edited November 2016 pscooter63watto_cobra
  • Reply 14 of 25
    Looks better in this video than in still images. I'm getting one... or two.

    Kept having to install a raising stand on my Apple monitors to make them adjustable. This one comes with that functionality built in. Looks smooth too.

    New 15-inch Touchbar MBP arriving tomorrow.

    Also getting a 65 inch LG OLED TV for our Living Room AV setup. So much better than Samsung.
    edited November 2016 ai46watto_cobraRayz2016
  • Reply 15 of 25
    I honestly find it amazing that Apple is not continuing with their own Displays. This LG Screen is like when Apple released the first iTunes capable cellphone in partnership with Motorola. It simply sucks. There is no industrial design here whatsoever. No continuation of the Apple experience... it just looks like a generic screen. And to me that is really sad.
    MacPro
  • Reply 16 of 25
    brucemcbrucemc Posts: 1,532member
    phils said:
    I honestly find it amazing that Apple is not continuing with their own Displays. This LG Screen is like when Apple released the first iTunes capable cellphone in partnership with Motorola. It simply sucks. There is no industrial design here whatsoever. No continuation of the Apple experience... it just looks like a generic screen. And to me that is really sad.
    Are you also of the opinion that the new MBP's are too much "form over function"...and too expensive?

    Just curious.
    pscooter63Rayz2016
  • Reply 17 of 25
    hmmhmm Posts: 3,405member
    phils said:
    I honestly find it amazing that Apple is not continuing with their own Displays. This LG Screen is like when Apple released the first iTunes capable cellphone in partnership with Motorola. It simply sucks. There is no industrial design here whatsoever. No continuation of the Apple experience... it just looks like a generic screen. And to me that is really sad.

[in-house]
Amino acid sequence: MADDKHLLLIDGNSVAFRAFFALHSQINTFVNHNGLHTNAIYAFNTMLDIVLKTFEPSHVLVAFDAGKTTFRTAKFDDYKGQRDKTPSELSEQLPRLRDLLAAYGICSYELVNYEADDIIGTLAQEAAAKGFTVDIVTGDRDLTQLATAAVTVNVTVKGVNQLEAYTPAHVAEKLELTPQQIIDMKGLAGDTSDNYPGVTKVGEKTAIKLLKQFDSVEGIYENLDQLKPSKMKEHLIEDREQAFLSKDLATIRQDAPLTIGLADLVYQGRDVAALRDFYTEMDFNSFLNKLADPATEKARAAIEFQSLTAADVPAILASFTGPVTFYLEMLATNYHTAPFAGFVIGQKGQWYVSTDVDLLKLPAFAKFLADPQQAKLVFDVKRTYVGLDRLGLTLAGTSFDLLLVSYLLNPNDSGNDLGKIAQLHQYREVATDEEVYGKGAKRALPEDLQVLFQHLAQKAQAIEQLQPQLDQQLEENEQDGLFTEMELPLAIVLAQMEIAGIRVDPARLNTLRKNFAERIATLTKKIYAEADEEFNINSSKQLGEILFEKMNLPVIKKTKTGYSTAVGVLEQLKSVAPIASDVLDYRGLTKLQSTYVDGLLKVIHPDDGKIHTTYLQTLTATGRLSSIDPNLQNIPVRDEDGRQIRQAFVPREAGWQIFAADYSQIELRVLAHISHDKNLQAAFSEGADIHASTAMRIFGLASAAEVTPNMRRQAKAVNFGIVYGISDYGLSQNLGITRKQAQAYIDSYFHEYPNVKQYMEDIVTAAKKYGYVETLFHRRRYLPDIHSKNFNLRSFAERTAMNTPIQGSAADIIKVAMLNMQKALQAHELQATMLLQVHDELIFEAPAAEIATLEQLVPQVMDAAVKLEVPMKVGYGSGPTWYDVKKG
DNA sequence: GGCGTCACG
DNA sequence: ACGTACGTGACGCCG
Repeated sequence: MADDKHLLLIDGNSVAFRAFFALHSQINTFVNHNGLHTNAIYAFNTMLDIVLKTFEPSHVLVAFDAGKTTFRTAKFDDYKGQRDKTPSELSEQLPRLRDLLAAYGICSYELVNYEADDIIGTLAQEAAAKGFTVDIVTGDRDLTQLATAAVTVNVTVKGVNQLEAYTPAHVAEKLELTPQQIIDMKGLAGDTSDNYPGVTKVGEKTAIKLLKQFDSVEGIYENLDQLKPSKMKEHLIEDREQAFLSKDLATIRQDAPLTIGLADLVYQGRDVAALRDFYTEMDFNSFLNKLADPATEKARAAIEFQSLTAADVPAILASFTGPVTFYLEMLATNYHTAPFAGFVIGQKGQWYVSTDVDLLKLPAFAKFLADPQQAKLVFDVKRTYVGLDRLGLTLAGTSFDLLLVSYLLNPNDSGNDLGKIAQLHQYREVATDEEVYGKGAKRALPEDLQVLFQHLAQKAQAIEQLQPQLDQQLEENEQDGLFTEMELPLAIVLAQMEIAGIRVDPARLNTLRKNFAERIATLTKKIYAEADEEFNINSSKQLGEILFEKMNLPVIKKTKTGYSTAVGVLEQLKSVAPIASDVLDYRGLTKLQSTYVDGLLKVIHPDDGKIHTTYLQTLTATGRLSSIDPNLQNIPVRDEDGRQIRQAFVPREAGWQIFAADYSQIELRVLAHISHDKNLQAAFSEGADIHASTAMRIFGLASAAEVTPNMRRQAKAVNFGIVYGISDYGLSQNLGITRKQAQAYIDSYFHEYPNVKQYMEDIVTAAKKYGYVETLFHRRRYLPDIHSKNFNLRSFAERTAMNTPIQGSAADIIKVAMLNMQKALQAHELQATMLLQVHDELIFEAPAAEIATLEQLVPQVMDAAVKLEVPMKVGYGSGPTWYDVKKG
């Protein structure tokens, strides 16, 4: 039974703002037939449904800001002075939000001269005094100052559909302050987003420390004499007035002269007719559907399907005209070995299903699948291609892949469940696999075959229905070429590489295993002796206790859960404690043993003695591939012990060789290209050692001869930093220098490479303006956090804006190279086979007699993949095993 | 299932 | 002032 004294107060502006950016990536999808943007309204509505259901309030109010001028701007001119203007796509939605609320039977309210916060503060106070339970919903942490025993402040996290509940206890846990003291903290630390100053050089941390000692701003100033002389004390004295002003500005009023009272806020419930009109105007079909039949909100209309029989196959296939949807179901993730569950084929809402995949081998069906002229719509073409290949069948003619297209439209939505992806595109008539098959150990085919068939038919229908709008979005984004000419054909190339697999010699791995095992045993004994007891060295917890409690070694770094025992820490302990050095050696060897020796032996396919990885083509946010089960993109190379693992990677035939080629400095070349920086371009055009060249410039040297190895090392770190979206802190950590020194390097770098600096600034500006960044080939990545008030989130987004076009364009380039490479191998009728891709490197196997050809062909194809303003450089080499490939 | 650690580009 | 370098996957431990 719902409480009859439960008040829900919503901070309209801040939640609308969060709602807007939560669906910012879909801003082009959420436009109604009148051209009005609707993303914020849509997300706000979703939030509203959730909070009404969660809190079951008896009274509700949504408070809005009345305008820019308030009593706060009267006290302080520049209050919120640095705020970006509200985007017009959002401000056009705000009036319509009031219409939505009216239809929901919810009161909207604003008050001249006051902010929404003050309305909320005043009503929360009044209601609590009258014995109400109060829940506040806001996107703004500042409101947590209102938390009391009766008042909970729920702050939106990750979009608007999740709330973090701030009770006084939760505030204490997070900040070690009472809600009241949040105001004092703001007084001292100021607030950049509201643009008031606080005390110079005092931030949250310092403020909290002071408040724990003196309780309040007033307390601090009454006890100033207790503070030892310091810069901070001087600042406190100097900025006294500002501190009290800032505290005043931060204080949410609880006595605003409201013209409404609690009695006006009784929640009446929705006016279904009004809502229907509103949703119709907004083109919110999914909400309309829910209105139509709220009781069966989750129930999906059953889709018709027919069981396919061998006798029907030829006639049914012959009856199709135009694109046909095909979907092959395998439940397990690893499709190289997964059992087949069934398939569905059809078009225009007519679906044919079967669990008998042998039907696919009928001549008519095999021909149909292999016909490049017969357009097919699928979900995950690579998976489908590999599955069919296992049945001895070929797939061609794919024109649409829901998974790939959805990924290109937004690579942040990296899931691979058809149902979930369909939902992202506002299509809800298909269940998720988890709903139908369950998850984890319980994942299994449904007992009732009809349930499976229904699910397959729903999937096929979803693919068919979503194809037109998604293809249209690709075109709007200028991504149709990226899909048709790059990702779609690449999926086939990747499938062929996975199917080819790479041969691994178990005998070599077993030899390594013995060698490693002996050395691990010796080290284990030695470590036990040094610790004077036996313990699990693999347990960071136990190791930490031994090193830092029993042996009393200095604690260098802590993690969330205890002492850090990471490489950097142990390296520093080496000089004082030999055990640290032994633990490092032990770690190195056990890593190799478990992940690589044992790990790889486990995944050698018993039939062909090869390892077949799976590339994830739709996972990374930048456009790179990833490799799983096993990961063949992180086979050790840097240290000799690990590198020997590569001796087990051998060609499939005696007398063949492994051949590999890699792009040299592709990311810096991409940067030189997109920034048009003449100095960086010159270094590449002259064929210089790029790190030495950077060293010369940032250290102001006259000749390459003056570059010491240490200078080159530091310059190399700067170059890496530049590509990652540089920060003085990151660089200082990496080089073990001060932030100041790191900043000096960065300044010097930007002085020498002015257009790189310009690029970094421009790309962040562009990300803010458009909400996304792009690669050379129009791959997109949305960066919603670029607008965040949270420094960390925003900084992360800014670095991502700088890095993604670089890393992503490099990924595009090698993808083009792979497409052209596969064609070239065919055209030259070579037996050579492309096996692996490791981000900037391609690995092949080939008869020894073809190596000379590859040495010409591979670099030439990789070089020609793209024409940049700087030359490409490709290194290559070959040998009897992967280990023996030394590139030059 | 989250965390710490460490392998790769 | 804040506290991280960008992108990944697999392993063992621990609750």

The thunderbolt display lacked a height adjustable stand, so this one is an improvement in that regard. Apart from that it's about the way it displays content. Color gamut isn't that big of an issue. It's marketing gibberish. Important details are uniformity, white point, shadow detail, and the difference between expected colors and measured colors, regardless of gamut claims. No sane reviewer is going to trash a display based on the appearance of its casing.
    Rayz2016
  • Reply 18 of 25
    Ok so the question is can a 5k iMac be connected to the new 5k lg external display?
  • Reply 19 of 25
    I think we need a petition... something that says.... "Apple come clean... either tell us we are being abandoned... or make the u-turn now before its too late!"
    nubuspulseimages
  • Reply 20 of 25
    phils said:
    I honestly find it amazing that Apple is not continuing with their own Displays. This LG Screen is like when Apple released the first iTunes capable cellphone in partnership with Motorola. It simply sucks. There is no industrial design here whatsoever. No continuation of the Apple experience... it just looks like a generic screen. And to me that is really sad.

    Judging by what people have said nobody bought them anyways. Yes, people here have, but the majority of people didn't. I don't see the value in spending $900 on a display that does the same thing a $400 display does. The $900 display may have been fine for serious professionals who can shell out money for 2 or 3 of these, but a general consumer isn't going to spend money on a Mac mini and then buy a $900 display, or spend $2500 on a MacBook Pro and then another $900 on an Apple display.

    And, maybe Apple see's more people just using the nice display on they MacBook, MacBook Pro, iMac, etc instead of buy an expensive display as well. 

    This isn't a revenue happy area for Apple so its not worth putting time and effort into something LG (who makes the panel for Apple) can just do for them with some of Apple's assistance. Why would Apple make a display that doesn't sell? This isn't anything new. Why did they stop selling G4 Cubes, Xserves, Xserve RAID Units, AirPorts, etc...because they didn't sell. These are products that were under both Steve and Tim's direction so it has nothing to do with Tim not knowing how to run Apple. 
    edited November 2016 pscooter63